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Businessman-farmer finds solace, relaxation, release in producing art
by Jennifer Chick
As a child, Mike Sughroue used art as a way to retreat, to stay out of trouble and to deal with emotions.
“I’ve been painting or drawing probably my whole life,” Sughroue, 57, of Holdrege said. “It was just something to keep busy and keep me out of trouble. Mom would get tired of me and say, ‘Go color something besides the walls.’”
Sughroue graduated from the University of Nebraska-Lincoln with a bachelor’s degree in art but has never focused on that as his main career.
Instead, he farmed and, after his dad had a stroke, he took over Industrial Pipe Lines, a company that supplies water for dirt companies across the Midwest.
With the recent slow economy, Sughroue said, he has found himself turning more frequently to his art.
He has a studio in the former Nebraska Guard Armory in Holdrege. More than 100 canvases, both finished and in progress, line the walls and shelves and fill the nooks and crannies. They chronicle his last year of work.
‘Sometimes I forget lunch’
“Sometimes I’ll sit down there 15 to 16 hours a day,” Sughroue said. “Sometimes I’ll forget lunch. I’ve never found anything else where I could sit for that long.”
Since his 27-year-old stepdaughter Courtney Massoudi’s death in September 2007, Sughroue said he has turned to his art to deal with the tension and emotions.
“I can spend lots of hours not thinking about it,” Sughroue said.
Although he has sold several pieces through galleries, Sughroue has never focused on his art as a way to make money.
Instead, he takes inspiration from whatever he sees, whether that is a sunset, a chameleon, or an empty trash bin next to enormous piles of trash in Africa. He has dabbled in almost all artistic mediums: watercolors, oils, acrylics, wood covering and epoxy, but his latest medium of choice has been oils.
A large fossil hangs above the fireplace in his house. He likes to tell people he found it along the river, but it’s actually an epoxy replica he made.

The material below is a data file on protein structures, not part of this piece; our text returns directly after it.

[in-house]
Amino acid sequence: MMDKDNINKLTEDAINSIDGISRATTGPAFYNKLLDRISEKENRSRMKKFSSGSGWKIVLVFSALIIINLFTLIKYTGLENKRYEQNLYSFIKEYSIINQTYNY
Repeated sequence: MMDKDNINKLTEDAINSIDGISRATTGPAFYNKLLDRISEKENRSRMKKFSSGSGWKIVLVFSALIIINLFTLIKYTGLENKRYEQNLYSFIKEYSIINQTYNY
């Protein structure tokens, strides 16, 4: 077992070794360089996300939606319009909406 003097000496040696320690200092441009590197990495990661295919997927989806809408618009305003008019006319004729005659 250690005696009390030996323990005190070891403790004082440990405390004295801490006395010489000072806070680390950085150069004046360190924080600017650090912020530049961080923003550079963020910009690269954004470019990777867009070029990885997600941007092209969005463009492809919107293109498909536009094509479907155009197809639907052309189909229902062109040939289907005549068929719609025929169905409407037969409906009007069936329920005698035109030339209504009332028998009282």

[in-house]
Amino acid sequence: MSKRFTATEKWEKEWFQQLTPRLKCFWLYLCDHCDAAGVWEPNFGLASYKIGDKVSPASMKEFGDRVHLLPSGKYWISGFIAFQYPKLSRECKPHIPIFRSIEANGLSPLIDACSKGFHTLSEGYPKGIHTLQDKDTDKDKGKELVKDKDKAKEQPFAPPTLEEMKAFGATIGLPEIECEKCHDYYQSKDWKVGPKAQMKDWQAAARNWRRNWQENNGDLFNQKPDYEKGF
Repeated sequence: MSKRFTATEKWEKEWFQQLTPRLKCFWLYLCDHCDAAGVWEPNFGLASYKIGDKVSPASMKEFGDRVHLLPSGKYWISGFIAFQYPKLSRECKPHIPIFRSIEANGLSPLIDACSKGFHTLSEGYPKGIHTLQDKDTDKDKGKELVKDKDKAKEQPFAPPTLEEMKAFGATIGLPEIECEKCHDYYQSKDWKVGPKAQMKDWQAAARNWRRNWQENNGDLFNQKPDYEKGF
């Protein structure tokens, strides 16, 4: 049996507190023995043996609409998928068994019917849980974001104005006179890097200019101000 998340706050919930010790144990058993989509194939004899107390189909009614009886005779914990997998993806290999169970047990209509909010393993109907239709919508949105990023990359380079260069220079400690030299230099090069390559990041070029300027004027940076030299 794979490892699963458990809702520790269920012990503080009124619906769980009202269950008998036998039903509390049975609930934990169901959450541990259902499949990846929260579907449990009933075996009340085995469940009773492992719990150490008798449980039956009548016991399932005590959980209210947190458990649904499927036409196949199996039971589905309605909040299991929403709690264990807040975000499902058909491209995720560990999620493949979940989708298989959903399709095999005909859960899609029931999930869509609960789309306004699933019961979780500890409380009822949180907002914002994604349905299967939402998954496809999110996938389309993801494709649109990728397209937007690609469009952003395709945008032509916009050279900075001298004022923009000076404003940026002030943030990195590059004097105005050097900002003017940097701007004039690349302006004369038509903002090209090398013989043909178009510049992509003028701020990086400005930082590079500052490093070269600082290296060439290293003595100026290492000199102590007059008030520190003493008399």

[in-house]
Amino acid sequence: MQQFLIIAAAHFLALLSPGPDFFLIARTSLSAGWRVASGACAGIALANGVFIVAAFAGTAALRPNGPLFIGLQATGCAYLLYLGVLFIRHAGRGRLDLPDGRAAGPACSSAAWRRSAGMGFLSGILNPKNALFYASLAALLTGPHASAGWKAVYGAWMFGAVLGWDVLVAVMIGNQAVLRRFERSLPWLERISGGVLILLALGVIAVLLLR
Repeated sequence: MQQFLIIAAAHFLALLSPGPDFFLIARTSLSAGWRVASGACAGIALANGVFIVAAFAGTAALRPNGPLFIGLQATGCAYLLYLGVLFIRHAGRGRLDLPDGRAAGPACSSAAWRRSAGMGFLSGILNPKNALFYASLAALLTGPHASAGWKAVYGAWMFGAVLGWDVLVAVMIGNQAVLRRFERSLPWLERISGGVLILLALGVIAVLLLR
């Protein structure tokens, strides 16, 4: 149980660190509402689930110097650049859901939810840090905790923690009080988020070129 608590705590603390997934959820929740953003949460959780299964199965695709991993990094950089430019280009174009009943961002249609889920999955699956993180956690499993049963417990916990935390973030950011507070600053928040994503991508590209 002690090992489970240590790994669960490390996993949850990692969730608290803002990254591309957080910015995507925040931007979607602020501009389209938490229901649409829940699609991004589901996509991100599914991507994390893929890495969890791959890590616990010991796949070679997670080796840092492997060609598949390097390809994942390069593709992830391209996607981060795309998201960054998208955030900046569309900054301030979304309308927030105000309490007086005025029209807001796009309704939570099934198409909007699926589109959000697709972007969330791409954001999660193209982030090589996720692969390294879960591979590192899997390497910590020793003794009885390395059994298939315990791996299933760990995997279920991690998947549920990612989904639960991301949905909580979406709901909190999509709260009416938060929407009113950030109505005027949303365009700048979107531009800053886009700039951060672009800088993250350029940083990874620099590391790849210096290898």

The Chickenman series
The crane statue outside the Hastings Museum of Natural and Cultural History is one of Sughroue’s pieces, but it is his Chickenman series that usually gathers the most comments. A mixture of whimsy and voodoo with an almost cartoon quality, Chickenman and his cohorts cover several canvases.
“I think I was mad when I started out,” Sughroue said.
In some, the chicken is putting pins into voodoo dolls of various football teams. Sughroue sent a few of his Chickenman paintings to the Miami Dolphins, speculating that the pictures might help them win, but he never heard from the team. The final picture in the series has the Chickenman enjoying a plate of fried chicken.
The majority of his work is paintings. He used to focus on wildlife, but a few years ago, someone asked him to do a portrait. Now, many of his most recent pictures are portraits.
He had an art show at Interiors Art Gallery in Holdrege last fall. His American Indian paintings are on display at the Nebraska Prairie Museum. Minden Opera House has also approached him about an art show there.
‘You have to work at it’
“You work at it every day; it’s just like any other job,” Sughroue said. “If you want to do it, you have to work at it.”
“Sometimes, you can do it in three or four hours or sometimes three or four weeks,” he said. “You get stuck sometimes, and sometimes you don’t like it. Sometimes, you are your own worst critic.” At those times, he’ll show paintings to his wife, Gail, for a new perspective. Other times he just walks away.
“Sometimes, it just falls into place, but sometimes when you are struggling, it’s better to put it away and come back to it,” Sughroue said. “If you look at it for so long, it’s sometimes like you can’t see it anymore. It’s better to walk away for a while. You can ruin more paintings by trying to fix them more than you can fix.
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